An interview with Alexandre Trudeau

The Prime Minister’s brother on Montreal’s pros and cons and his new book Barbarian Lost: Travels in the New China.


The reclusive Alexandre “Sacha” Trudeau loves Montreal to death. Documentary filmmaker, professional traveller and natural storyteller, our Prime Minister’s younger brother has emerged from his normally reclusive state to promote his new book, Barbarian Lost: Travels in the New China. We talked about all the important stuff: travelling, Montreal, potholes, the Internet, porn, bagels and art.

Natalia Yanchak: As a traveller, what is the thing you look forward to most when you return to China, or any foreign place? What is your greatest comfort when abroad?

Alexandre Trudeau: I try to put myself in a position to be surprised, to have the place reveal itself to me, without me seeking it out. So I’m a very different kind of traveller than someone who goes and visits a list of tourist sites or monuments. I don’t like museums, so I might go to some historical spots, but I really want to be in a place in a normal way so I can get the vibe. When I’m returning to places I like to be with people of those places, in conversation or in action, in their environment, so that’s the top goal.

NY: With chapters on politics, religion, family values, rural life, manufacturing and economy, sexuality and art, how personal is Barbarian Lost?

AT: It’s very personal, because I’m in full control. There are a number of characters, and of the two main characters, one of them is me — that character can be looked at very closely. There’s memoir, there’s travelogue and essay-style and a lot of analysis. I had fun with it, and I’ve got wide-reaching interests. Someone said [Barbarian Lost] was dense, but I think it’s specifically not dense. It’s easy to read. It’s fun. It’s got humour in it. I believe in art being generous. Art is futural — it’s a portal, allowing new meaning. Things that weren’t possible or true or real before find their way into the world by people who experience that art, [by changing] their frames of reference of what is possible.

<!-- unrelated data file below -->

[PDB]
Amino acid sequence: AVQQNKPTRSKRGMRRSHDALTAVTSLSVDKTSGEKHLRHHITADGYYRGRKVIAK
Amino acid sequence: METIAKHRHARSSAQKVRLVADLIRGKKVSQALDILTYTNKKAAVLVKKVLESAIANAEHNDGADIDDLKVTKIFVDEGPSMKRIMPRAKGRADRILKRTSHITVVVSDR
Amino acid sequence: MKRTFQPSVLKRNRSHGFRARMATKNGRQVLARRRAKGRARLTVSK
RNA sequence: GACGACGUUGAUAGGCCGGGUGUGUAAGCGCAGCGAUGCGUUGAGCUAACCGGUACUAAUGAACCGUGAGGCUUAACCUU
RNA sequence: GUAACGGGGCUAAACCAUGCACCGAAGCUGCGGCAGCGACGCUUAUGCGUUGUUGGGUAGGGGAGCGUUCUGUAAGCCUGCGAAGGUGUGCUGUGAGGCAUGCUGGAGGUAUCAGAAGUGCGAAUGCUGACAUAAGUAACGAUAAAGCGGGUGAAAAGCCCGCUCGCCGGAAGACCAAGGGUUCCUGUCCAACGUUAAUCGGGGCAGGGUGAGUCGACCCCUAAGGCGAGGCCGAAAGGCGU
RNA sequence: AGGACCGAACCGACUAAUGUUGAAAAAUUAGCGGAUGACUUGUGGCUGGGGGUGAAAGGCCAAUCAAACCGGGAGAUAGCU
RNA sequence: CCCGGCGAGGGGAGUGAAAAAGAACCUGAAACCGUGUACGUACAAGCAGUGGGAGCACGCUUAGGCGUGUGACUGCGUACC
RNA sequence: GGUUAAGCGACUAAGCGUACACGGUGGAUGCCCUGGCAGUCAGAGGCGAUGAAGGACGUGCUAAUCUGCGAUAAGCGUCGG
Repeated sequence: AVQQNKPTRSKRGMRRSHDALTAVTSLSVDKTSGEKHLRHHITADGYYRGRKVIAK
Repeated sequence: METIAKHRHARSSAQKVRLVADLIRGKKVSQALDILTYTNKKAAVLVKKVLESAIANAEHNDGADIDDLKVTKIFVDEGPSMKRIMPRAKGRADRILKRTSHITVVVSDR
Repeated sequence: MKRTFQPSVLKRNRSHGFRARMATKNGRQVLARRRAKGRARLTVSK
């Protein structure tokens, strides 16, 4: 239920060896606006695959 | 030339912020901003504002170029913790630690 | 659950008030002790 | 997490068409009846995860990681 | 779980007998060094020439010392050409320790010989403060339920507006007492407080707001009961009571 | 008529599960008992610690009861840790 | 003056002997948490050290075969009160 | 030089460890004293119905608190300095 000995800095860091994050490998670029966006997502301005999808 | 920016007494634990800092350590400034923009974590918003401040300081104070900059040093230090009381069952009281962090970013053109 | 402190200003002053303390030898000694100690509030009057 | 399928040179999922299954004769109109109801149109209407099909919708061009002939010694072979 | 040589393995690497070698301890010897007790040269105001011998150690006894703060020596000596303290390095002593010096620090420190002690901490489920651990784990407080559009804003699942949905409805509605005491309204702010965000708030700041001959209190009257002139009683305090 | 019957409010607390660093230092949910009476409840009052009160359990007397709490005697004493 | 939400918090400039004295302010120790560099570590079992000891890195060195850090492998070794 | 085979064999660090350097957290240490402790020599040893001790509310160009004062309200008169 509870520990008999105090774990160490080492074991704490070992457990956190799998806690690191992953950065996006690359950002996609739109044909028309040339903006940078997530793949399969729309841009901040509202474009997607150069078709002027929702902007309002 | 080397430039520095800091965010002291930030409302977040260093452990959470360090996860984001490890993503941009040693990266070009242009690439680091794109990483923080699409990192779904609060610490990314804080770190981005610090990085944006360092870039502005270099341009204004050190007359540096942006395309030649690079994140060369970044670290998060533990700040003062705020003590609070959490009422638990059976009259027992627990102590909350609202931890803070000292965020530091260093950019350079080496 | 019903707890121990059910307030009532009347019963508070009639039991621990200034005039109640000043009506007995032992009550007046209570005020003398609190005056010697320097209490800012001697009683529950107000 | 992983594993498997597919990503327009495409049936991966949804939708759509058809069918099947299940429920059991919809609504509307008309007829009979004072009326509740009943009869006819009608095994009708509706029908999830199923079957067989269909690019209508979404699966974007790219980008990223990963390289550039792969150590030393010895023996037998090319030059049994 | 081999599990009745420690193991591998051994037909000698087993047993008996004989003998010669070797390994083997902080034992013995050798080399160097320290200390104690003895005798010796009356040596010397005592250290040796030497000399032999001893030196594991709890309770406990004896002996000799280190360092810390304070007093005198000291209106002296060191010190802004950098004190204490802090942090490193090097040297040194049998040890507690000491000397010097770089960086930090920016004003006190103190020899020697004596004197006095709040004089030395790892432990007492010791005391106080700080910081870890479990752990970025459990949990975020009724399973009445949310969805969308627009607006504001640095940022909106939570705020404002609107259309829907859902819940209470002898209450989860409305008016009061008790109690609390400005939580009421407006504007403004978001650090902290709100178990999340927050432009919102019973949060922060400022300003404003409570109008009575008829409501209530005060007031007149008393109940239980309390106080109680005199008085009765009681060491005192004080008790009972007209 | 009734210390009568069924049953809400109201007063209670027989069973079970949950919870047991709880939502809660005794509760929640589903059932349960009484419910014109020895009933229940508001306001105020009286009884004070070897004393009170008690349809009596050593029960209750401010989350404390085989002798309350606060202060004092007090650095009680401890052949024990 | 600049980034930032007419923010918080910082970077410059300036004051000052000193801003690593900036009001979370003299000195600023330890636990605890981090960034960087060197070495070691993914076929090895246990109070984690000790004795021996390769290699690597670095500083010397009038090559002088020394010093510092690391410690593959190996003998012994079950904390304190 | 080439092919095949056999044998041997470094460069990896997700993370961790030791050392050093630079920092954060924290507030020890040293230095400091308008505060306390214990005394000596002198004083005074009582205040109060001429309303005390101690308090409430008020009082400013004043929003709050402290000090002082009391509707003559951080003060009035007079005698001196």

NY: Montreal can be a frustrating city: endless construction, extreme weather, terrible service. How do you feel, comparatively, about the city when you come home?

AT: When you come back here from China, for instance, or anywhere where their highways are in great shape and everything, Montreal is kind of pathetic, frankly. We just feel it, how run-down or ill-maintained and laissez-faire it is. But me, as a person, would not be possible without Montreal. I love Montreal. It’s my favourite place in the world. There’s such a soulfulness here. It’s the free-est place on the planet, where people are so tolerant. People don’t realize that — it’s probably the least violent city I know in the world. No one ever fights here. In my whole life in Montreal, I’ve barely seen any kind of physical violence.

NY: Except when there’s a hockey game and those kids come up from Boston, you know, to drink underage?

AT: Yeah, outsiders, who get drunk! I mean, I used to watch my father walk to work every day as a normal person and no one would ever bother him. Only tourists would take pictures. But Montrealers are just so cool about respecting everyone’s space, at one level, and at another level they’re also proud. It’s a true republican city. There’s no special people here. So everyone just goes about their way peacefully, they don’t bother each other. It’s really a special city.

But you also realize that China, after all the trips I’ve taken there these past years, is booming. We don’t really know what a booming place is, like Shanghai or Beijing, Chongqing or Shenzen, you know, where they just can’t stop building. And can’t stop planning…